Have you been able to flex those muscles with Sebadoh as well?  I have to imagine it’s helpful to have someone with that type of knowledge in the band when you enter the studio.

Yeah, it’s always helpful to have someone who knows a bit but also who knows enough to shut-up sometimes (laughs).  You can always learn new things.  There is definitely a language to the technical side of recording, and if you don’t speak it, it can be very challenging to get your record to sound like it does in your head.

I’m sure.  Shifting gears a bit, are there any songs that you find particularly rewarding to revisit and play or that mean something special to you?  “Careful” (off 1994’s “Bakesale”) has gotten me through some pretty dark times, so thank you for putting that out there.

Wow, thank you for that.  What comes to mind immediately is a song from that same record called “Got It”.  It’s always a little bit emotional to sing.  Sometimes we do it really fast and it sounds unemotional, but it brings me back to a certain time in my life every time we play it.  And many of them do, you know.   We have been lucky to be playing some of these songs for twenty years, so sometimes the meaning changes for me much in the same way it probably does for you as a listener.  I keep going back to them and they mean something a little bit different…it’s cool how your perceptions about things continue to evolve.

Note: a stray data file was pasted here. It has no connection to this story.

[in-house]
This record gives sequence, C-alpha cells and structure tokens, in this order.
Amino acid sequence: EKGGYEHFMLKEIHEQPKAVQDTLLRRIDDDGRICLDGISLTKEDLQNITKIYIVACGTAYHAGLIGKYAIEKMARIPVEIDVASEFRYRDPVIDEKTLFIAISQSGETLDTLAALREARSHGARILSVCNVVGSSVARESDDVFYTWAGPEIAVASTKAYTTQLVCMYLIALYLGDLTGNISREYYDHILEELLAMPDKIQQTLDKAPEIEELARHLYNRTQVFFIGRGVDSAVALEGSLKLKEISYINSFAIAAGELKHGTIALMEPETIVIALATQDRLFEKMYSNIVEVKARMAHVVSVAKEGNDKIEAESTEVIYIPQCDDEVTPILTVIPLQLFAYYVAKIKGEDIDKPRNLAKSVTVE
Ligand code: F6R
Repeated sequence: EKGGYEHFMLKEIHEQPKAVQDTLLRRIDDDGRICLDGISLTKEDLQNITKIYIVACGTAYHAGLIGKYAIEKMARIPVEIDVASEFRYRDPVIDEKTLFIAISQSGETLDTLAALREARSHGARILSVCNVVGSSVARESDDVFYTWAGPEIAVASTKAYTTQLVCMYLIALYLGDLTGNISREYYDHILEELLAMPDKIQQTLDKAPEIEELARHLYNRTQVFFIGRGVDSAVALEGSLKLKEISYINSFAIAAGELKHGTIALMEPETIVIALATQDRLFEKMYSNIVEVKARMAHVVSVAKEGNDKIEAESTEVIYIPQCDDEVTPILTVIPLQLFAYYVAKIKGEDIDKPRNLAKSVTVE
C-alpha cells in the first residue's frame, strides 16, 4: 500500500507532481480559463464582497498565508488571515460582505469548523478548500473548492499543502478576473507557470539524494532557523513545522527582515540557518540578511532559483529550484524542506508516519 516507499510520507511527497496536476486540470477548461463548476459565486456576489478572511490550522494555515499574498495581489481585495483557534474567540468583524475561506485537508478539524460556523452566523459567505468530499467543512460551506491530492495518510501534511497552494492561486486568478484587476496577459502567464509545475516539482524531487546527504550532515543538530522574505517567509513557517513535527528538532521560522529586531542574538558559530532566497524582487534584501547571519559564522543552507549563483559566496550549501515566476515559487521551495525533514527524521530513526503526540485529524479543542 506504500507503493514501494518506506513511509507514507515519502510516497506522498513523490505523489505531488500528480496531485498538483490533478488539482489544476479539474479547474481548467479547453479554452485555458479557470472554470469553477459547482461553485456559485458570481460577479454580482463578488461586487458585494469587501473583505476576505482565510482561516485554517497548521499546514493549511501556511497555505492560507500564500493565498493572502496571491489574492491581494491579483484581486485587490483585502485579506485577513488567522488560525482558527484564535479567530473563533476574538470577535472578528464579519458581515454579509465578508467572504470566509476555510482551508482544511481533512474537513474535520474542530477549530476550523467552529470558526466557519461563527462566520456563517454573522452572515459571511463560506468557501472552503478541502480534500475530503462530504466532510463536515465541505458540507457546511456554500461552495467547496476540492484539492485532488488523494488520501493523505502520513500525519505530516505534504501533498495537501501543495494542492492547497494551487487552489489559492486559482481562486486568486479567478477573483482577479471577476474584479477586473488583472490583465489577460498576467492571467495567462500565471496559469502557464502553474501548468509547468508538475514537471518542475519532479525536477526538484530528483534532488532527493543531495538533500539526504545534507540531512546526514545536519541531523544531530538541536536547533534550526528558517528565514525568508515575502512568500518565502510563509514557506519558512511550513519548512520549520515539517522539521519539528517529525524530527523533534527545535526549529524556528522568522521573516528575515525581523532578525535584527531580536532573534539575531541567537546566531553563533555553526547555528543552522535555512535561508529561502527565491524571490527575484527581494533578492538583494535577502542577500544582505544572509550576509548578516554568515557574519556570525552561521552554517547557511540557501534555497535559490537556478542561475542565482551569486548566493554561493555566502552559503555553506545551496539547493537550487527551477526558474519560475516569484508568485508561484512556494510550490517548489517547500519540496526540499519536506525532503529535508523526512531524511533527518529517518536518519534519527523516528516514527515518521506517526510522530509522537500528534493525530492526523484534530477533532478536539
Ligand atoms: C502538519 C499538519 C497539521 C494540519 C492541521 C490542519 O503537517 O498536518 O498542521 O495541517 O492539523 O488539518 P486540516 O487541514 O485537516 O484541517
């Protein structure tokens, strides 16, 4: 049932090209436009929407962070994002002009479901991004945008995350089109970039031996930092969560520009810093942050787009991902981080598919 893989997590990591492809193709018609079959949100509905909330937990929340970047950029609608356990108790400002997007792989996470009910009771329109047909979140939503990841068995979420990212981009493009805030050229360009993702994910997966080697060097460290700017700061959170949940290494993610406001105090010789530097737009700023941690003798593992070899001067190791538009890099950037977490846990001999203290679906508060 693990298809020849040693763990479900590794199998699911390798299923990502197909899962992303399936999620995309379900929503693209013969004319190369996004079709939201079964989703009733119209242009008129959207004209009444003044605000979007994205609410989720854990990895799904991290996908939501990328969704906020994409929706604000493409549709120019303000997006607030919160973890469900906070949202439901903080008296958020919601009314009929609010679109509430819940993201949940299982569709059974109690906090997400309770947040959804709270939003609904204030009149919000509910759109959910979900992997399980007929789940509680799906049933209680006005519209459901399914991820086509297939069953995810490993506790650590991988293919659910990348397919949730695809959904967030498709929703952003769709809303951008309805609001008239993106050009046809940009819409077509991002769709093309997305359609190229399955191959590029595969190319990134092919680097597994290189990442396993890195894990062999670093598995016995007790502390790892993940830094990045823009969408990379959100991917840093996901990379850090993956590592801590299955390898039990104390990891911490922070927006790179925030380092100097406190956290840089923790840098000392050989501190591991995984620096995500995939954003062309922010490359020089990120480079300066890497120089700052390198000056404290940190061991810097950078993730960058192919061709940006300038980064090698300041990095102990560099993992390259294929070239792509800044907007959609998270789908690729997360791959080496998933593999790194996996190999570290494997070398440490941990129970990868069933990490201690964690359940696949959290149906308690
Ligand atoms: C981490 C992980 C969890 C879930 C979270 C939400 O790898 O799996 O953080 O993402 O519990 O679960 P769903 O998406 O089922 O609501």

Oh, sure.  The song means something different when you are an angst-ridden 16 year old than when you are a more-resigned feeling forty-something.   Or, in some cases, it just DOESN’T connect anymore.

Yeah, or it reminds you of that certain time and you can pit where you are at now against that, which is also kind of useful.  Taking a sort of emotional stock based on your own timeline. 

You’re a pretty busy guy in general and I am sure that Sebadoh keeps you busy – do you have any plans to do more solo work?  Will there be a follow-up to (2002 solo album) “At Sixes and Sevens”?

I have a lot of time coming up in these summer months because Lou is really busy with Dinosaur (Jr.) stuff, so I am going to hunker down and try to make that follow-up sometime between now and August.  I’m starting to get some momentum – I have a lot of songs kicking around and now I just have to divide them up.  I think Sebadoh is going to record come the fall, so I have to write a bunch of tunes (laughter). 

You have your homework to do (laughs).  How do you determine what goes to Sebadoh and what stays a “Jake” song?

It hasn’t been much of a sorting process so far, because if I have a bunch of stuff kicking around I just pick what’s the best (laughs).  A couple of the tunes that ended up on the last Sebadoh record (2013’s “Defend Yourself”) have been around so long that I played them with Bob in the solo band 10 years ago.  Many of them are much newer, but I always feel like, “Well, I better put my best foot forward, whatever that is!” 

So what’s next?

Sebadoh’s the primary focus at the moment.  After this tour we have a lot of time off where Lou will be busy, so I can hopefully get something out for the fall. 

Thursday, May 28, 2015